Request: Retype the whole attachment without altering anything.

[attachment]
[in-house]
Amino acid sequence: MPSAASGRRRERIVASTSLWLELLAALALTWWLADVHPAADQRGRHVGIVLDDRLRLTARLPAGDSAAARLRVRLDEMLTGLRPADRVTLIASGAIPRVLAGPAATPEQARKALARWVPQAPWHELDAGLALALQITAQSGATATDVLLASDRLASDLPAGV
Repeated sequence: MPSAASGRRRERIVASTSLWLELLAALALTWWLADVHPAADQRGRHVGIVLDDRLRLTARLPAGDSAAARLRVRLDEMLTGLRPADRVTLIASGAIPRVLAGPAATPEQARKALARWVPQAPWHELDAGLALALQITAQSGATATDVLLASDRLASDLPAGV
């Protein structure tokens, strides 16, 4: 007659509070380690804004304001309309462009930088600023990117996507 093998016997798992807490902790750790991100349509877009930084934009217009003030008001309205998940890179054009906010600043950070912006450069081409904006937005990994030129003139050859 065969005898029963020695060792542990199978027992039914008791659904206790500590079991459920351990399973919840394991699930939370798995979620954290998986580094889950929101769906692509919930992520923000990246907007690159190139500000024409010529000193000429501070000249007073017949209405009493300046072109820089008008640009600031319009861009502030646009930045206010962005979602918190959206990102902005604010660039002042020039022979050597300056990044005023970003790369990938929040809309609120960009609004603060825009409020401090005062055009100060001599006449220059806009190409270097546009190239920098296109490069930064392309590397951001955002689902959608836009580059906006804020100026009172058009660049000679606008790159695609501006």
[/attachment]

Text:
[in-house]
Amino acid sequence: MPSAASGRRRERIVASTSLWLELLAALALTWWLADVHPAADQRGRHVGIVLDDRLRLTARLPAGDSAAARLRVRLDEMLTGLRPADRVTLIASGAIPRVLAGPAATPEQARKALARWVPQAPWHELDAGLALALQITAQSGATATDVLLASDRLASDLPAGV
Repeated sequence: MPSAASGRRRERIVASTSLWLELLAALALTWWLADVHPAADQRGRHVGIVLDDRLRLTARLPAGDSAAARLRVRLDEMLTGLRPADRVTLIASGAIPRVLAGPAATPEQARKALARWVPQAPWHELDAGLALALQITAQSGATATDVLLASDRLASDLPAGV
């Protein structure tokens, strides 16, 4: 007659509070380690804004304001309309462009930088600023990117996507 093998016997798992807490902790750790991100349509877009930084934009217009003030008001309205998940890179054009906010600043950070912006450069081409904006937005990994030129003139050859 065969005898029963020695060792542990199978027992039914008791659904206790500590079991459920351990399973919840394991699930939370798995979620954290998986580094889950929101769906692509919930992520923000990246907007690159190139500000024409010529000193000429501070000249007073017949209405009493300046072109820089008008640009600031319009861009502030646009930045206010962005979602918190959206990102902005604010660039002042020039022979050597300056990044005023970003790369990938929040809309609120960009609004603060825009409020401090005062055009100060001599006449220059806009190409270097546009190239920098296109490069930064392309590397951001955002689902959608836009580059906006804020100026009172058009660049000679606008790159695609501006």